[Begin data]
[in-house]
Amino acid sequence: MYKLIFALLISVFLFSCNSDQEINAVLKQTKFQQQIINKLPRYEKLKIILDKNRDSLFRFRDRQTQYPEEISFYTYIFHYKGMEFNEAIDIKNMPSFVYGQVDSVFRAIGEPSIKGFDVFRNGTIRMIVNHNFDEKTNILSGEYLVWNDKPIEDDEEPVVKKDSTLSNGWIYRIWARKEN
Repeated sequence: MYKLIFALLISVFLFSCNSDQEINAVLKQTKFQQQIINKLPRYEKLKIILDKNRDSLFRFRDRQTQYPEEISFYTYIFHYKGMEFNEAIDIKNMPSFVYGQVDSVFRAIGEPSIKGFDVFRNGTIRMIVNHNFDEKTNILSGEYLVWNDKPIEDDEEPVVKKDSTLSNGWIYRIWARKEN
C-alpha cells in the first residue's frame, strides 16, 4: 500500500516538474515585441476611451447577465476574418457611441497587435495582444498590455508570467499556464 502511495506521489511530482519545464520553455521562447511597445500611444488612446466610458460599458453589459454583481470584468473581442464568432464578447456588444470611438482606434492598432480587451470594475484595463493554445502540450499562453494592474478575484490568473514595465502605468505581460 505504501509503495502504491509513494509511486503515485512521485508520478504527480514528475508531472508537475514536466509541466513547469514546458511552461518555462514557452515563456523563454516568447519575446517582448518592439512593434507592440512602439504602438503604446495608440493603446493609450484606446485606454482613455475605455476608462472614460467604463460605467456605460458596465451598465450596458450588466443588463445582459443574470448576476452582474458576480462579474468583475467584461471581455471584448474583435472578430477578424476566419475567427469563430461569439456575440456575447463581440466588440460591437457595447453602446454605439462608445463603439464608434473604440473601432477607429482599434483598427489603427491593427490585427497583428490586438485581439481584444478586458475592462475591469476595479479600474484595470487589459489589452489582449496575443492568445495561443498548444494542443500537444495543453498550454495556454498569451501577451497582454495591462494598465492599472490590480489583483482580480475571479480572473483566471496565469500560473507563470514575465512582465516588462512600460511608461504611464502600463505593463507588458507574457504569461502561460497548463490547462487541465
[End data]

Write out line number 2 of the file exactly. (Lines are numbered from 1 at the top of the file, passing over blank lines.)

Amino acid sequence: MYKLIFALLISVFLFSCNSDQEINAVLKQTKFQQQIINKLPRYEKLKIILDKNRDSLFRFRDRQTQYPEEISFYTYIFHYKGMEFNEAIDIKNMPSFVYGQVDSVFRAIGEPSIKGFDVFRNGTIRMIVNHNFDEKTNILSGEYLVWNDKPIEDDEEPVVKKDSTLSNGWIYRIWARKEN